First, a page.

Luckily, it takes just a few community influencers to tell friends and ask the Flu Bug to come to PTA groups, school nurses associations, and other area groups, which gives them a chance to continue the conversation.

Wright told a tale of a woman at Quidel whose college-aged daughter borrowed one of the newly made flu bugs for a weekend. When she returned it, she told the crew about all the people that stopped her and had conversations with her about the car and its reason for existing. Thinking it just might be a fluke, she took the car out again and got even more responses, with people stopping her in the middle of the road to ask questions.

“When you tell a client, ‘Hey, it's working really well,’ a lot of people expect that. And I couldn't figure out if it was possible for me to really explain how well it was working, so we wired up the car with a bunch of GoPros and just drove around for a day, just so we could show. And then we had like microbiologists from the CDC stopping us in the road and saying, ‘Hey, stop, I'm not crazy, I'm a microbiologist,’ and they want to have a discussion. And we have civilians in the Whole Foods parking lot…we were able to really let the client understand what the power was,” said Wright.

Kids posing with the Flu Bug / Cherease Kincaid, Webgram

Wright noted that the Oscar Mayer Wienermobile is an excellent example of great word of mouth automotive marketing.

“Think about how difficult it would be to go up to a bunch of people at any soccer match and say, ‘Hey, want to talk about hot dogs?’ No, that's not going to work,” he said, adding that the conversation the Wienermobile generates lets the company talk about hot dogs from a logical starting point.

“We have people that have talked to us about the flu bug and then they say, ‘I haven't seen it yet, but I've heard about it. My friends have told me.’ So now it's starting to come around and we're starting to have active conversations on the market where people are talking to us.

“The weirdest thing is, people stop the car on the street. They flag you down. They get so excited about it. Half the people say ‘what is this?’ The other half of the people know that it’s a flu virus. I am shocked. A lot more people were paying attention in high school biology than I thought,” said Wright.

Scaling up with influencers

Through his research, Wright has found that 10% of the US population loves to share stories with their friends and are intrinsically motivated. Their stories get shared at a rate that will run eight factorial on average, which is 40,370 shares per single individual influencer in a year.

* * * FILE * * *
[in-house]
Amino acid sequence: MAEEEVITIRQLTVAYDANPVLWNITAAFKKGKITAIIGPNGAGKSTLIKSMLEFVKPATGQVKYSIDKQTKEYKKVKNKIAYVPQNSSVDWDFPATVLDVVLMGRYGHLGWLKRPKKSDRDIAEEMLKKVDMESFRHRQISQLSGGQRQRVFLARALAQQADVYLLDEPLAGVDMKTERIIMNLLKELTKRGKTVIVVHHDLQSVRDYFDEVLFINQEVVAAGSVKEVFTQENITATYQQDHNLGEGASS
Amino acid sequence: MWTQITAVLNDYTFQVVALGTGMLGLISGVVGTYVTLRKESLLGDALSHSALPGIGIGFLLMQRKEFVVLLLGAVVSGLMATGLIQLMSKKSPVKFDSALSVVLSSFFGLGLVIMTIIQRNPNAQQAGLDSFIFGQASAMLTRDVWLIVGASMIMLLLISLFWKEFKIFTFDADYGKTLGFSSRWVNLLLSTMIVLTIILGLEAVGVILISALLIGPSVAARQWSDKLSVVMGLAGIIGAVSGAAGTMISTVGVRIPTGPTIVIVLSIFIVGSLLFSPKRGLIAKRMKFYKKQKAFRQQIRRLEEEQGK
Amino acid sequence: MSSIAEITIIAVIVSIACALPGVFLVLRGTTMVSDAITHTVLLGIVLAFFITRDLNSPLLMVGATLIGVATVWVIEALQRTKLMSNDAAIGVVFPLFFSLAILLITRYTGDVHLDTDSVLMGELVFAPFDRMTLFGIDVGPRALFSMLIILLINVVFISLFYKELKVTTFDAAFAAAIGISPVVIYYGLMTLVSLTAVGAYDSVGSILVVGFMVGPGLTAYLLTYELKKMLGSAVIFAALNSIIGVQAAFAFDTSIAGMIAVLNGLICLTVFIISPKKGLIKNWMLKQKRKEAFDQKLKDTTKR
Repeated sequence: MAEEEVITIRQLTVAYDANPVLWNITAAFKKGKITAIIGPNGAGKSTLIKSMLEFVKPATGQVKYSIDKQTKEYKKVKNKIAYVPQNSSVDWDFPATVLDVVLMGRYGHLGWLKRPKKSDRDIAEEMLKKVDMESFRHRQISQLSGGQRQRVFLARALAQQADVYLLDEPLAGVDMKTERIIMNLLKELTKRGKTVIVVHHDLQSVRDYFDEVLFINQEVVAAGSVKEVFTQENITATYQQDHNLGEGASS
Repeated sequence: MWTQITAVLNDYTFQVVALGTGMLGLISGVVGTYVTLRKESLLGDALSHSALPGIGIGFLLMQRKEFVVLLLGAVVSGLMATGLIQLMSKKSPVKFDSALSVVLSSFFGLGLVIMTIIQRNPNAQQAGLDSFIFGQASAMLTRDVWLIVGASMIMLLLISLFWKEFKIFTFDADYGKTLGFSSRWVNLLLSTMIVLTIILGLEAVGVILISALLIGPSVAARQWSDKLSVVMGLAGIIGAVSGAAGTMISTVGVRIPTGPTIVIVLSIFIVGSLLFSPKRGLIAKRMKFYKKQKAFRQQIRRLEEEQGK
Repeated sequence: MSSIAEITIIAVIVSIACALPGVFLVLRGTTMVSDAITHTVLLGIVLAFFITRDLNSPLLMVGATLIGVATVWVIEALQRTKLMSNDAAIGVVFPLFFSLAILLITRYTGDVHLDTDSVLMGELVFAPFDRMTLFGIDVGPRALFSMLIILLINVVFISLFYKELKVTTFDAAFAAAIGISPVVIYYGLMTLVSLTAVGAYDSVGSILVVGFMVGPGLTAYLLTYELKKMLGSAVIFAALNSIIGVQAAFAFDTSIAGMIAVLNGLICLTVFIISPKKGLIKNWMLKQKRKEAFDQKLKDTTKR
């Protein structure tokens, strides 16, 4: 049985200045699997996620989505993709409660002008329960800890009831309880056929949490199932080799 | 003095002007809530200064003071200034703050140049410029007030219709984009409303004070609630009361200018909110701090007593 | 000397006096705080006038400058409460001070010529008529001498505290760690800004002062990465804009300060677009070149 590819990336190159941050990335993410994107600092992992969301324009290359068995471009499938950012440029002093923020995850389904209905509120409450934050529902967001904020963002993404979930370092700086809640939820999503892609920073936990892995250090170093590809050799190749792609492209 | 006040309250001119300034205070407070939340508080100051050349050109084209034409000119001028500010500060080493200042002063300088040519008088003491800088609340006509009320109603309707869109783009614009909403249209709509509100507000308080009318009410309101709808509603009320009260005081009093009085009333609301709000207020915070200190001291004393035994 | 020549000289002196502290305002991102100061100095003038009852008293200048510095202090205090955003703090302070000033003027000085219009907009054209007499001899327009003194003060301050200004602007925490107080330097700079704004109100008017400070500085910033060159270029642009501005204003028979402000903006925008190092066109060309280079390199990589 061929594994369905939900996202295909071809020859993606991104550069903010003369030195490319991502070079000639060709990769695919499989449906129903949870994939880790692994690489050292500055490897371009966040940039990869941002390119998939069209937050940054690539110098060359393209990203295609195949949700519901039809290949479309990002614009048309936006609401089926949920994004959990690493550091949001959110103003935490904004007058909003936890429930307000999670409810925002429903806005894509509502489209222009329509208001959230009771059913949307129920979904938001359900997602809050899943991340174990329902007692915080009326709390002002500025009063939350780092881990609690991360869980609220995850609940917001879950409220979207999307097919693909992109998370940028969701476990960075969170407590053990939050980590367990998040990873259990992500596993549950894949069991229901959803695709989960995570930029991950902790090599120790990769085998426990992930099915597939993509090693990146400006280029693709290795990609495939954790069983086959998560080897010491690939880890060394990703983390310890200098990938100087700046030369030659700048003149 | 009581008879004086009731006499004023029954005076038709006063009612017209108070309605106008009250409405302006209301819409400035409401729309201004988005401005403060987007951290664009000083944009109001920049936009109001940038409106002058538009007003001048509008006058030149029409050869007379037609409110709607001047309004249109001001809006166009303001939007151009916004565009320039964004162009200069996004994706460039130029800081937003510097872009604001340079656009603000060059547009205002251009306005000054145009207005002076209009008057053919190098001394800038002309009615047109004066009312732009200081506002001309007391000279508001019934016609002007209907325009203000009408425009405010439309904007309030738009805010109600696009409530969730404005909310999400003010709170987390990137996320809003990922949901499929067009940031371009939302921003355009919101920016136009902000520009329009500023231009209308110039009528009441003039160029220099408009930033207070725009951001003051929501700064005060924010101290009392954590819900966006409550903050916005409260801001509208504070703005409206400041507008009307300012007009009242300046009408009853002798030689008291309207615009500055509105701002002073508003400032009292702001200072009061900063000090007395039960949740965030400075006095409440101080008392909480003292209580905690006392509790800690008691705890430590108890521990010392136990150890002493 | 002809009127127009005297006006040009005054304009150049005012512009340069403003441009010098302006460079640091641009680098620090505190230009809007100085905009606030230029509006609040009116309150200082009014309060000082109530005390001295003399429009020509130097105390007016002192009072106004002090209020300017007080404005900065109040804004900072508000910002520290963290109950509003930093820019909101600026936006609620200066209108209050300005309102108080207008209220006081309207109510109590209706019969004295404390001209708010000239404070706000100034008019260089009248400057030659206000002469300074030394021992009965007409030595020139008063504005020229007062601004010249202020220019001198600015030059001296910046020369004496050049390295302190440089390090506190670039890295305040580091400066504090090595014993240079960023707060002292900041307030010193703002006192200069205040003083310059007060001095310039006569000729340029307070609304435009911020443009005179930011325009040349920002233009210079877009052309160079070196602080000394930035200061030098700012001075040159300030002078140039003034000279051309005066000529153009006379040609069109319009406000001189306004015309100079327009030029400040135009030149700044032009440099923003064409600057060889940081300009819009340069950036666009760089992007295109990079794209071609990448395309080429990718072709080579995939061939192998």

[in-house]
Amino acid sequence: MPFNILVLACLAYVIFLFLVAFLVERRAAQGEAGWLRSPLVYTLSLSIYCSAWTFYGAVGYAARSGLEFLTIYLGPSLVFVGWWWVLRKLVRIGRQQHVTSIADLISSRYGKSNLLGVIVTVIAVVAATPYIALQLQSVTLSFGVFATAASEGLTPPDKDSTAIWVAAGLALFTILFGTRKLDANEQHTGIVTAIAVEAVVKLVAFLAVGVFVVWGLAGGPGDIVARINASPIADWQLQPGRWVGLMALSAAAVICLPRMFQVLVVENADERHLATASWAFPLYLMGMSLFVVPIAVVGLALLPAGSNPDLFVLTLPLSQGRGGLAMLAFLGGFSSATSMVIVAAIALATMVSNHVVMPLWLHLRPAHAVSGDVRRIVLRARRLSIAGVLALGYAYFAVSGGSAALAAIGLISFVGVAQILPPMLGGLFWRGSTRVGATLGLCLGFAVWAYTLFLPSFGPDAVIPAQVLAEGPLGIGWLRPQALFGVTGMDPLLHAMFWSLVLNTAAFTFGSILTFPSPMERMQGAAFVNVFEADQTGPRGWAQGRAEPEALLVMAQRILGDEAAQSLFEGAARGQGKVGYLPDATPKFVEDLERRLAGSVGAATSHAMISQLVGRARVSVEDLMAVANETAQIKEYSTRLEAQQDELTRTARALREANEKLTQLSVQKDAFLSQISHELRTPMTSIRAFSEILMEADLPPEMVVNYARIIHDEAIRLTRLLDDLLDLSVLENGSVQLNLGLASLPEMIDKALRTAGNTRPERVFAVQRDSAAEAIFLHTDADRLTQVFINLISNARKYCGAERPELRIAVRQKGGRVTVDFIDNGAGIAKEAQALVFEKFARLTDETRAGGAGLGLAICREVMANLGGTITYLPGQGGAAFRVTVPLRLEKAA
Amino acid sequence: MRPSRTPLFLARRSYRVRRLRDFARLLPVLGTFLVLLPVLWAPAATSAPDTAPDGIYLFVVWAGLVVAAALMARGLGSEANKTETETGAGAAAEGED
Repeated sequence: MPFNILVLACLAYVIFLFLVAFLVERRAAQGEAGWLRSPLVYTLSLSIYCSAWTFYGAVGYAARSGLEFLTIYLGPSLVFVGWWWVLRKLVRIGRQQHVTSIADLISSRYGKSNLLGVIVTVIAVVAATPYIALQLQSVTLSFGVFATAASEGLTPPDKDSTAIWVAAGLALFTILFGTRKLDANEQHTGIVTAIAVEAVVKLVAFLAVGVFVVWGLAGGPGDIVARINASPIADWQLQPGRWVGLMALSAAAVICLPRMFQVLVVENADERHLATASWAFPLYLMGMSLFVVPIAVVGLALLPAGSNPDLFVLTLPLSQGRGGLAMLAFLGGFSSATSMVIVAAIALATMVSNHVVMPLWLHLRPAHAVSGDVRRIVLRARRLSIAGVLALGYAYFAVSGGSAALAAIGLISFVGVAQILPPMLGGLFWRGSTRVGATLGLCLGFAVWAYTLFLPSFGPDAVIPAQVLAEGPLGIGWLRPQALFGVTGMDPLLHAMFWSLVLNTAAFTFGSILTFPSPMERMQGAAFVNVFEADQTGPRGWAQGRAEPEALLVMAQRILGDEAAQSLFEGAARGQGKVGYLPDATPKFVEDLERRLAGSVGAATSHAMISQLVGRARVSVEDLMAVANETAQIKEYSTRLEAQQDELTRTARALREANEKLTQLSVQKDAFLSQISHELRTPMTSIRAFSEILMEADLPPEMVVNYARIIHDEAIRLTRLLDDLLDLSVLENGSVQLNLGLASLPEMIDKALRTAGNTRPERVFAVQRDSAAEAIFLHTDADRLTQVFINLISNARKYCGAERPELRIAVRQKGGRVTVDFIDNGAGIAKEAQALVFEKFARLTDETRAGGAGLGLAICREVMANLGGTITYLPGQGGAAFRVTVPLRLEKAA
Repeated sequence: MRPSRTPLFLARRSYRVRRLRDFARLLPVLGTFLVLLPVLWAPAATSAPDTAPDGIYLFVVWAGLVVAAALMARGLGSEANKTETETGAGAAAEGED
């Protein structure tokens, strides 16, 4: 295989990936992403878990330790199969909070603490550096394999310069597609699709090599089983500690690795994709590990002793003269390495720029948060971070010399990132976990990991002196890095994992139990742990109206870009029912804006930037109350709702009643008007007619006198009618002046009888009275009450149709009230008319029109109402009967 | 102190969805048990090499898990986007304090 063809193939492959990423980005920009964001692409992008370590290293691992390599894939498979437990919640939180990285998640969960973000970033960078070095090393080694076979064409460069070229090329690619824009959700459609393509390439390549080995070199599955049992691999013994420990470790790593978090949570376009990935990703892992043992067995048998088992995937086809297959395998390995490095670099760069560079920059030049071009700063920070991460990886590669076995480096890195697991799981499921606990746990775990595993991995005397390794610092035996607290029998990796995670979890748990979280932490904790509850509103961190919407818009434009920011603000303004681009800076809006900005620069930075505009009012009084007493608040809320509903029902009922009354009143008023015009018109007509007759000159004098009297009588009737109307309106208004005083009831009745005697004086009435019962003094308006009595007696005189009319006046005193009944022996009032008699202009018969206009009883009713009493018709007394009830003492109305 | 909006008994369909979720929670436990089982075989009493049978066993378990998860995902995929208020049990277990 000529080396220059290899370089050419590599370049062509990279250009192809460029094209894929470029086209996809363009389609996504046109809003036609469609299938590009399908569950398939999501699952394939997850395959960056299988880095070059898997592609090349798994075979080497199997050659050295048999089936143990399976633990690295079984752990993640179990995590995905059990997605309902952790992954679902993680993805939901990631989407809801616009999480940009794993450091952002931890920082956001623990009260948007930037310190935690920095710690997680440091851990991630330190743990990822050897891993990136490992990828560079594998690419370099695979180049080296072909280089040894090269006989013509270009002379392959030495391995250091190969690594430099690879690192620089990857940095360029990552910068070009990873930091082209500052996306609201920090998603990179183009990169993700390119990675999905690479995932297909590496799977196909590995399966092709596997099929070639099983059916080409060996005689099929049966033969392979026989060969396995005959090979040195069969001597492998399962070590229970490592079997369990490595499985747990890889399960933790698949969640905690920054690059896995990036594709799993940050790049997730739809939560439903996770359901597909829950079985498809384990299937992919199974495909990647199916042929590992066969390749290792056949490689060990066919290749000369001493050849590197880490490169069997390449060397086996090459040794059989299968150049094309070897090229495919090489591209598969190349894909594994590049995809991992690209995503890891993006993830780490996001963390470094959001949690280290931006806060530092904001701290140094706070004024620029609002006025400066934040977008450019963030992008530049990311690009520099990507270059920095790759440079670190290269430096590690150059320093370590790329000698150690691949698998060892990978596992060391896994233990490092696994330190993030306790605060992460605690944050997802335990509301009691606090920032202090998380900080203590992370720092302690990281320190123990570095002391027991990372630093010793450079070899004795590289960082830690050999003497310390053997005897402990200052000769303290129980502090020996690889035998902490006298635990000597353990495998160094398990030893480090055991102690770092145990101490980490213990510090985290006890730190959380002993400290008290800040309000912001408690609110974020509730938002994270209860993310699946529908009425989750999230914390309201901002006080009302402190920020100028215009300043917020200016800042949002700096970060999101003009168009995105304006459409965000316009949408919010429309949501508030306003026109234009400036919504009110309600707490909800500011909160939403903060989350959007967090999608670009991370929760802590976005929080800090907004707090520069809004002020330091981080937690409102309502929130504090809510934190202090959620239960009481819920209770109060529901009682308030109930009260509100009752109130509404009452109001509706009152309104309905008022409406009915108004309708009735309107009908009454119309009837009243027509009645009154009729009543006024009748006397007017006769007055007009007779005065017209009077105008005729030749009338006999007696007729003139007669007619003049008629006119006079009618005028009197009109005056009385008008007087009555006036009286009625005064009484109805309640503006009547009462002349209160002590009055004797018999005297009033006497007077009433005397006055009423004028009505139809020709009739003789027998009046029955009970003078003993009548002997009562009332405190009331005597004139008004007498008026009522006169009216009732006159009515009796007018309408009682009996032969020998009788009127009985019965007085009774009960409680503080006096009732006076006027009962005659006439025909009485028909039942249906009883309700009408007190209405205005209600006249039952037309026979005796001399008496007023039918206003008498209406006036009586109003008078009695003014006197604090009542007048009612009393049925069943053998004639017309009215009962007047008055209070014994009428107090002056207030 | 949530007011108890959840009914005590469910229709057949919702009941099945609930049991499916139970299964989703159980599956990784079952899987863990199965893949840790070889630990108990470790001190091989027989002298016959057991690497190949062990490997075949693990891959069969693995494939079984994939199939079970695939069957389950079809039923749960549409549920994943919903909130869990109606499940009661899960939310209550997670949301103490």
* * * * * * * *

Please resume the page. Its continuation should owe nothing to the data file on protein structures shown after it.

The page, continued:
“If you've got 10,000 people and their stories get shared on an average of 40,000 times, that starts to be the size of America. Where you find out that everyone in America by mathematical average, has heard this story three or four times. That is the rate at which we are getting at, which is why you do word of mouth marketing every day and not just every once in a while. Because it builds on itself and, as the network increases, it starts to become a self-fulfilling prophecy that everybody has heard this story or everybody is taking it and doing something in a particular direction,” said Wright.

While they are only in four markets currently, Wright says that if you want to cover the US, there are only 12 key markets you need to be in – six leadership markets and six fast follower markets. Currently, the team is only focused on North America, and Miller says that won’t end anytime soon, since the conversations keep happening.

“Eventually we've moved from providing solutions to a healthcare professional that makes their life easier to taking the data that comes from a healthcare professional and packaging it in tools that word of mouth marketing is using and that we're able to build, like these maps, to drive that message down to the consumer,” she said. “So now the consumer can use tools that they need and we can now reach new people. It's not only that patient, it's those people that take care of patients like school officials or long term care providers.”

With their data, Quidel and the team can reach more people, and then those people become educated, learn more about influenza and what it means, and they will go back to their healthcare provider and ask for a test if they're sick. That's the ultimate goal of the campaign. When someone gets a test, it adds more data into their database, which makes their data visualization stronger, which makes the message stronger. And that continues to build upon itself.

“It's a whole new way of creating a conversation, building our brand, and more importantly, saving lives. No child or grandparent should die from the flu, and if we can educate people through some fun tools, some neat marketing, if we can get them to stay home and possibly not infect someone who is at risk for a complication and can die, we've done our job. That's ultimately what this is all about,” stated Miller.

Months after the campaign started, it is still going strong and will expand in 2018. Wright noted that they are getting requests for the flu bugs to come talk to big crowds at conventions, military bases and private companies. To fill those requests, they’ve even taken the model off the car and made a statue, when the cars won’t fit into the meeting spaces, which, of course, means the word-of-mouth campaign is working.

“The whole reason is to have more conversations, so eventually less people die of the flu,” concluded Wright.

Doug Zanger contributed to this report.

Kyle O'Brien

I am a reporter for The Drum covering a wide array of topics but always trying to tell the best stories possible. I am a former west coaster from California and Portland, Oregon, now living in Pennsylvania — with time spent in NYC each week.

I also play saxophone professionally.